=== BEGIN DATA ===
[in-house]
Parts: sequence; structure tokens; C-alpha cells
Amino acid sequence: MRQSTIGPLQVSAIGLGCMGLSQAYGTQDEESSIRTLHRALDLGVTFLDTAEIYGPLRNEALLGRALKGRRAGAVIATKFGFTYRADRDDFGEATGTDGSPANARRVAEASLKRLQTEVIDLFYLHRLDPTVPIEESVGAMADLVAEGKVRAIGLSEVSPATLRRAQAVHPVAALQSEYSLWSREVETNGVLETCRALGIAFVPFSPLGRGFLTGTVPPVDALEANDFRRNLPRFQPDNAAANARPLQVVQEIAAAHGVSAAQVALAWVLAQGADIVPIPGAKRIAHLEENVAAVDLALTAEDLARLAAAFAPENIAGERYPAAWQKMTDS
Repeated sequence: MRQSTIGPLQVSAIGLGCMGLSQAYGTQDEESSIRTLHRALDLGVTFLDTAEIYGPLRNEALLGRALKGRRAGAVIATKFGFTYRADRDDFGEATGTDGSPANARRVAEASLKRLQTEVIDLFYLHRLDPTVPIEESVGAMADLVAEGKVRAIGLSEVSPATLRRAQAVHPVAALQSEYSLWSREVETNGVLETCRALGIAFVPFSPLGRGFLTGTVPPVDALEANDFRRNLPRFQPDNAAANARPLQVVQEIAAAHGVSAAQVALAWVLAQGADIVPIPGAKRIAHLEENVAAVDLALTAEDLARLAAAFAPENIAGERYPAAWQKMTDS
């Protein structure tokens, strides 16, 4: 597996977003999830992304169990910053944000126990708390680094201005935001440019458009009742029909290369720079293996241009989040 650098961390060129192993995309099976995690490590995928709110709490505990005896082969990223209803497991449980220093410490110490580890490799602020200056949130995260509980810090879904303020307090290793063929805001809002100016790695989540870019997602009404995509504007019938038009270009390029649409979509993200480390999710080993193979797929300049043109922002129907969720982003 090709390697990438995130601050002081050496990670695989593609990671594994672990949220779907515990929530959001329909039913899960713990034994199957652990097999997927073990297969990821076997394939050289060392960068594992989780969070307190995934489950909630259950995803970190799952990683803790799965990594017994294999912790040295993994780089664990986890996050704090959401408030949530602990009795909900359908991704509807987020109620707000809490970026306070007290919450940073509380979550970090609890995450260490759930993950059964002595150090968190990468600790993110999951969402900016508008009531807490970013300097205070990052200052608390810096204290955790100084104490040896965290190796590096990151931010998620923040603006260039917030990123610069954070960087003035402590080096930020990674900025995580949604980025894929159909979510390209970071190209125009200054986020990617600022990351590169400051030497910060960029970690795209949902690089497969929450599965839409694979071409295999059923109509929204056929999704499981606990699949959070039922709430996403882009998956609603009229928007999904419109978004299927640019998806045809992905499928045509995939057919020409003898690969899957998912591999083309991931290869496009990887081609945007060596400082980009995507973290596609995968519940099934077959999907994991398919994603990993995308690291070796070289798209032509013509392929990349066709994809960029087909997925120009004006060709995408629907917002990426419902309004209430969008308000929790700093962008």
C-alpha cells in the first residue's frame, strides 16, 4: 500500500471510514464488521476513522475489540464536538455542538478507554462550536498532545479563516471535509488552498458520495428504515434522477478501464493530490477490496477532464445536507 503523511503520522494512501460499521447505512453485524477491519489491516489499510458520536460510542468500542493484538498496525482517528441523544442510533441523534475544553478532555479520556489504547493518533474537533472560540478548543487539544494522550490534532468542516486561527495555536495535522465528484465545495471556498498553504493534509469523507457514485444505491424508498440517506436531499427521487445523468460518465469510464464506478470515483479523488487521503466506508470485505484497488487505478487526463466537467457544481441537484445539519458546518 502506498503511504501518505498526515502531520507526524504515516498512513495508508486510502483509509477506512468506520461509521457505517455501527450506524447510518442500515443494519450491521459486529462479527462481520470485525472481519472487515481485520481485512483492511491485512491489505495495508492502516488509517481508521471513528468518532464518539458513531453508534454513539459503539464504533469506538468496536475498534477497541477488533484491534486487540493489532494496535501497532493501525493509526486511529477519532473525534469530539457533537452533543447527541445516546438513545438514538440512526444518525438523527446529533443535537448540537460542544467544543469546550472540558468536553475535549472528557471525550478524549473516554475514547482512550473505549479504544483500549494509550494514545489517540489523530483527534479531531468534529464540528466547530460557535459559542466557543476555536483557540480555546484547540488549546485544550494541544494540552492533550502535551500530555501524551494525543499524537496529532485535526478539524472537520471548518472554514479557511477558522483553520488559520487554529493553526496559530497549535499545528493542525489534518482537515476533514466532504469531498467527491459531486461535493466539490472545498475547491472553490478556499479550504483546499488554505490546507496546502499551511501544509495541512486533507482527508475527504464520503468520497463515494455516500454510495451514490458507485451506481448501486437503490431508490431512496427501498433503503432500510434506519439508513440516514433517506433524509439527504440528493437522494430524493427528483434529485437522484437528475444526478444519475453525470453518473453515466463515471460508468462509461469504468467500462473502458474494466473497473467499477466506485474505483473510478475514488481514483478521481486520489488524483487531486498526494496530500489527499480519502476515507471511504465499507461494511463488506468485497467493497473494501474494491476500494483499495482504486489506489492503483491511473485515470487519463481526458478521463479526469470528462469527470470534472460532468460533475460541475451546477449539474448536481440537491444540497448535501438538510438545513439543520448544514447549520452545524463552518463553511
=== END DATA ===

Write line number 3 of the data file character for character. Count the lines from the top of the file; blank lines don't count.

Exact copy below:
Amino acid sequence: MRQSTIGPLQVSAIGLGCMGLSQAYGTQDEESSIRTLHRALDLGVTFLDTAEIYGPLRNEALLGRALKGRRAGAVIATKFGFTYRADRDDFGEATGTDGSPANARRVAEASLKRLQTEVIDLFYLHRLDPTVPIEESVGAMADLVAEGKVRAIGLSEVSPATLRRAQAVHPVAALQSEYSLWSREVETNGVLETCRALGIAFVPFSPLGRGFLTGTVPPVDALEANDFRRNLPRFQPDNAAANARPLQVVQEIAAAHGVSAAQVALAWVLAQGADIVPIPGAKRIAHLEENVAAVDLALTAEDLARLAAAFAPENIAGERYPAAWQKMTDS